If there is one thing the Montreal Canadiens can do in the early part of the season, it’s score goals. The Canadiens sit in the top five in the league for most goals scored at even strength. This is a massive increase from last year, when they finished next to last in scoring at 5-on-5. While it’s still very early into the season, it looks like the moves general manager Marc Bergevin made in the offseason have paid off. New additions Max Domi and Tomas Tatar both are thriving in Montreal.
Max Domi extended his point streak to eight games, the longest by player in his first season with the @CanadiensMTL since Martin Rucinsky (8 GP in 1995-96). #NHLStats #MTLvsCGY pic.twitter.com/NS773tgkHo
— NHL Public Relations (@PR_NHL) November 16, 2018
One thing that is noticeable around the league this season, is that scoring has gone up a tick. The Canadiens currently sit around the middle of the league in terms of goals per game with 3.2. Last year, only eleven teams finished with a goal rate over 3.0. This year there are twenty-one teams above that line and even more are just on the cusp of that line. A big reason for this is because the speed of the game is continuously getting faster. Montreal is a much faster and more skilled team than they were last season. They are not relying on one or two skilled players to produce, and because of this, head coach Claude Julien is able to utilize a much more balanced attack.
What’s Been Working
Last year, Montreal struggled to score, and finished second from the bottom with a goals-per-game rate of 2.5. That is not the case this season, as they are producing at a much higher and consistent rate. There are two factors to the noticeable difference. First, this team is one of the youngest in the league, and the players in the dressing room are buying into Julien’s style of hockey. The young group of forwards are being led by Domi, Tatar, Brendan Gallagher and Jonathan Drouin. The forwards are playing at such a high level right now, that teams are having problems containing them from entering the offensive zone.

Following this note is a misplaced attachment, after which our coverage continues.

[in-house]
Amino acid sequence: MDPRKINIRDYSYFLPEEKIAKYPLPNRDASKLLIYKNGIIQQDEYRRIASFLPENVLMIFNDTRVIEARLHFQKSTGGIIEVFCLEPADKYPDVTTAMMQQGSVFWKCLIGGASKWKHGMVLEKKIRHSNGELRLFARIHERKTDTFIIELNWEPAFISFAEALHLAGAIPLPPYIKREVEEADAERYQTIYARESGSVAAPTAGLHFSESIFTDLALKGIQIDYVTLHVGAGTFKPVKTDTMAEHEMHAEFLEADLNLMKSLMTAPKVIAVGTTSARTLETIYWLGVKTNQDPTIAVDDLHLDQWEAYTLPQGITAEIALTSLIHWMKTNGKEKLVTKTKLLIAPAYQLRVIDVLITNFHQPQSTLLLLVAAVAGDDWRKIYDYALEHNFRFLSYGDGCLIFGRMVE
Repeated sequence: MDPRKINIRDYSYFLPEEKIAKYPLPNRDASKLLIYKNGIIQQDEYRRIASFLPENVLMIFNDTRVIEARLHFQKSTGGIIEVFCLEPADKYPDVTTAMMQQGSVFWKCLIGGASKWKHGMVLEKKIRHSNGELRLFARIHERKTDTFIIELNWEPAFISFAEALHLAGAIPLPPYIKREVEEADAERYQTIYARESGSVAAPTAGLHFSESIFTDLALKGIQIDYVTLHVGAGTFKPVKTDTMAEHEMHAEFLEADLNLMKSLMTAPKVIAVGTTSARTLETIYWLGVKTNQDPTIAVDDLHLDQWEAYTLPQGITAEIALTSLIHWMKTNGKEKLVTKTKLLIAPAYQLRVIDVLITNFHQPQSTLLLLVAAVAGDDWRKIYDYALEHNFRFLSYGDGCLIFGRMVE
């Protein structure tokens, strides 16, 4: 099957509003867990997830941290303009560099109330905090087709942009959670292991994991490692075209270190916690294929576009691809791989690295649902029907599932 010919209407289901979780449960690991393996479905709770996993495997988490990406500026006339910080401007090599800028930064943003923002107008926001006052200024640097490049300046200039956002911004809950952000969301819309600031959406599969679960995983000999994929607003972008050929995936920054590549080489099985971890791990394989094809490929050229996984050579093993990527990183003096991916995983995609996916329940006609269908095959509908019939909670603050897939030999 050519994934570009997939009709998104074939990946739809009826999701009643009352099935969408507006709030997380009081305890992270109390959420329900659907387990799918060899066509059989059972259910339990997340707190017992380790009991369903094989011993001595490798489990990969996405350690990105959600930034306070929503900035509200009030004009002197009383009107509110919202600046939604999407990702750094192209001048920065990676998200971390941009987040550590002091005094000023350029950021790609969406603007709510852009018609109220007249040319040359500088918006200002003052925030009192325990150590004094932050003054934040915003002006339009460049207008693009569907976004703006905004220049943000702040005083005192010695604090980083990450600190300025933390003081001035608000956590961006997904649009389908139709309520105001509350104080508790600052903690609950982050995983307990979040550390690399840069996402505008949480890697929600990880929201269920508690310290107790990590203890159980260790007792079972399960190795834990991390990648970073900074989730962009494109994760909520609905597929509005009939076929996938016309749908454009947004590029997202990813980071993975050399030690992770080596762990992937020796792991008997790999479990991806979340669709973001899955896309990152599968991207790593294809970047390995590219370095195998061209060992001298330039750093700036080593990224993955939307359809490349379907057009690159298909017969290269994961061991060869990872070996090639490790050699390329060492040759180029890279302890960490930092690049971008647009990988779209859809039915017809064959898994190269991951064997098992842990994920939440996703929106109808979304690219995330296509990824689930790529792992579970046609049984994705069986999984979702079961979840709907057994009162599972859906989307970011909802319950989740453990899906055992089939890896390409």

Domi is off to a booming start in his first season with the blue, blanc et rouge. He has come into Montreal after a rough season in Arizona and has taken over centre responsibilities; something the man he was traded for could not. Domi is currently leading the team in goals 10 and points 23, and has created great chemistry with linemate Drouin.
The second noticeable thing is coaching. The Canadiens emphasized youth and coaching in training camp, and new additions behind the bench in Dominique Ducharme and Luke Richardson have been helping out tremendously. The extra bit of preparation, teaching, and attention to detail have translated from practice into points in the standings. Each player is playing as one cog in the wheel and every player is filling his role.
What Still Needs to Be Fixed
Right now the Achilles heel of the team is defense = they are terrible in their own end. However, the biggest problem is on the power play and with face-offs. The Canadiens have given up the fifth-most goals in the conference and sit 30th in the league on the power play. Their struggles on the power play stem from being too predictable. The Canadiens over the last decade have utilized big powerful shots from the point on special teams.
Related: Canadiens Need Weber Back Now
In Shea Weber’s first year with the team, he scored 12 of his 17 goals on the power play. Without him, the Canadiens still try and work the umbrella style power play with Jeff Petry being the big shot, and it has not worked. Also, for some reason, with a man advantage, they rely too much on one singular person to get the job done, but once it goes back to even strength their speed kicks in and everything starts flowing again.
#Habs are even worse on faceoffs than they are on the power play, ranking last in the NHL at 45 per cent
— Stu Cowan (@StuCowan1) November 16, 2018
What’s even more remarkable is that for all the face-offs that the Canadiens lose they still own the majority of the puck possession in the games. The current goal rate is something that will be hard to sustain as the season goes along, and if the Canadiens want to make it into the playoffs they will need more then just even strength goals. For a team that traded away Max Pacioretty and Alex Galchenyuk, and has been missing Shea Weber since the start of the season, they are exceeding everyone’s expectations.